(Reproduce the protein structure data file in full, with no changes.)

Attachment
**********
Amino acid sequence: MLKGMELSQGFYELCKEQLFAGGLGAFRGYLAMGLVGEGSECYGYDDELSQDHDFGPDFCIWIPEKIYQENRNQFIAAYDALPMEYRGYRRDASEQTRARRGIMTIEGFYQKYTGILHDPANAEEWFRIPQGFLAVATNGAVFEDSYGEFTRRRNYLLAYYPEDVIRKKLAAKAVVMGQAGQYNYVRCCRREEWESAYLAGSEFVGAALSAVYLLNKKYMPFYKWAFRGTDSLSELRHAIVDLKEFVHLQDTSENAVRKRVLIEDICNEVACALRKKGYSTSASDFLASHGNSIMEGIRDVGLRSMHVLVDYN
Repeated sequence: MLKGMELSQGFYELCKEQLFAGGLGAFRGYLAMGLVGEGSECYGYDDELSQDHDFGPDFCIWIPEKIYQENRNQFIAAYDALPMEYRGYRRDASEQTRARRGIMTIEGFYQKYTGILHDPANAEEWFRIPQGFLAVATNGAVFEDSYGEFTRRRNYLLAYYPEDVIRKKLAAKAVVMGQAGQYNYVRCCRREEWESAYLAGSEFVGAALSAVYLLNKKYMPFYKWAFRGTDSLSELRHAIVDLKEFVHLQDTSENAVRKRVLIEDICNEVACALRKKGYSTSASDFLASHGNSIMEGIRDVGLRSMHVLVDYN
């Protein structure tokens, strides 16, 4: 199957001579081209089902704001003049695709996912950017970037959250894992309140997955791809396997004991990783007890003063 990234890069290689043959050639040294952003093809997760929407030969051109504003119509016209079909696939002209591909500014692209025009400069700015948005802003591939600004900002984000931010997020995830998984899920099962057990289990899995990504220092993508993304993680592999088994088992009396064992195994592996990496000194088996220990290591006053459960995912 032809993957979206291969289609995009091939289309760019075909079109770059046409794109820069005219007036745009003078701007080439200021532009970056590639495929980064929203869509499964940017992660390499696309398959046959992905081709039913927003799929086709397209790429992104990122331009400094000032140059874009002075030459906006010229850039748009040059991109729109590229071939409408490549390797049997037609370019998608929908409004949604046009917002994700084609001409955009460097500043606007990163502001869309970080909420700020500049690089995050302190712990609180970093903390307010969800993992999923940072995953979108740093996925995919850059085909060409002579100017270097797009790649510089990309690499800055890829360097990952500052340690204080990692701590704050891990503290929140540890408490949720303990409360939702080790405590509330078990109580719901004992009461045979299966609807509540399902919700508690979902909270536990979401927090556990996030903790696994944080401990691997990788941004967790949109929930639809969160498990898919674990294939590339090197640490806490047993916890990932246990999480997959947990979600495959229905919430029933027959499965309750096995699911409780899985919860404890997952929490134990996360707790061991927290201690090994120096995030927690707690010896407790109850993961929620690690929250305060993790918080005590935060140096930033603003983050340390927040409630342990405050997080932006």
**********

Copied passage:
Amino acid sequence: MLKGMELSQGFYELCKEQLFAGGLGAFRGYLAMGLVGEGSECYGYDDELSQDHDFGPDFCIWIPEKIYQENRNQFIAAYDALPMEYRGYRRDASEQTRARRGIMTIEGFYQKYTGILHDPANAEEWFRIPQGFLAVATNGAVFEDSYGEFTRRRNYLLAYYPEDVIRKKLAAKAVVMGQAGQYNYVRCCRREEWESAYLAGSEFVGAALSAVYLLNKKYMPFYKWAFRGTDSLSELRHAIVDLKEFVHLQDTSENAVRKRVLIEDICNEVACALRKKGYSTSASDFLASHGNSIMEGIRDVGLRSMHVLVDYN
Repeated sequence: MLKGMELSQGFYELCKEQLFAGGLGAFRGYLAMGLVGEGSECYGYDDELSQDHDFGPDFCIWIPEKIYQENRNQFIAAYDALPMEYRGYRRDASEQTRARRGIMTIEGFYQKYTGILHDPANAEEWFRIPQGFLAVATNGAVFEDSYGEFTRRRNYLLAYYPEDVIRKKLAAKAVVMGQAGQYNYVRCCRREEWESAYLAGSEFVGAALSAVYLLNKKYMPFYKWAFRGTDSLSELRHAIVDLKEFVHLQDTSENAVRKRVLIEDICNEVACALRKKGYSTSASDFLASHGNSIMEGIRDVGLRSMHVLVDYN
């Protein structure tokens, strides 16, 4: 199957001579081209089902704001003049695709996912950017970037959250894992309140997955791809396997004991990783007890003063 990234890069290689043959050639040294952003093809997760929407030969051109504003119509016209079909696939002209591909500014692209025009400069700015948005802003591939600004900002984000931010997020995830998984899920099962057990289990899995990504220092993508993304993680592999088994088992009396064992195994592996990496000194088996220990290591006053459960995912 032809993957979206291969289609995009091939289309760019075909079109770059046409794109820069005219007036745009003078701007080439200021532009970056590639495929980064929203869509499964940017992660390499696309398959046959992905081709039913927003799929086709397209790429992104990122331009400094000032140059874009002075030459906006010229850039748009040059991109729109590229071939409408490549390797049997037609370019998608929908409004949604046009917002994700084609001409955009460097500043606007990163502001869309970080909420700020500049690089995050302190712990609180970093903390307010969800993992999923940072995953979108740093996925995919850059085909060409002579100017270097797009790649510089990309690499800055890829360097990952500052340690204080990692701590704050891990503290929140540890408490949720303990409360939702080790405590509330078990109580719901004992009461045979299966609807509540399902919700508690979902909270536990979401927090556990996030903790696994944080401990691997990788941004967790949109929930639809969160498990898919674990294939590339090197640490806490047993916890990932246990999480997959947990979600495959229905919430029933027959499965309750096995699911409780899985919860404890997952929490134990996360707790061991927290201690090994120096995030927690707690010896407790109850993961929620690690929250305060993790918080005590935060140096930033603003983050340390927040409630342990405050997080932006």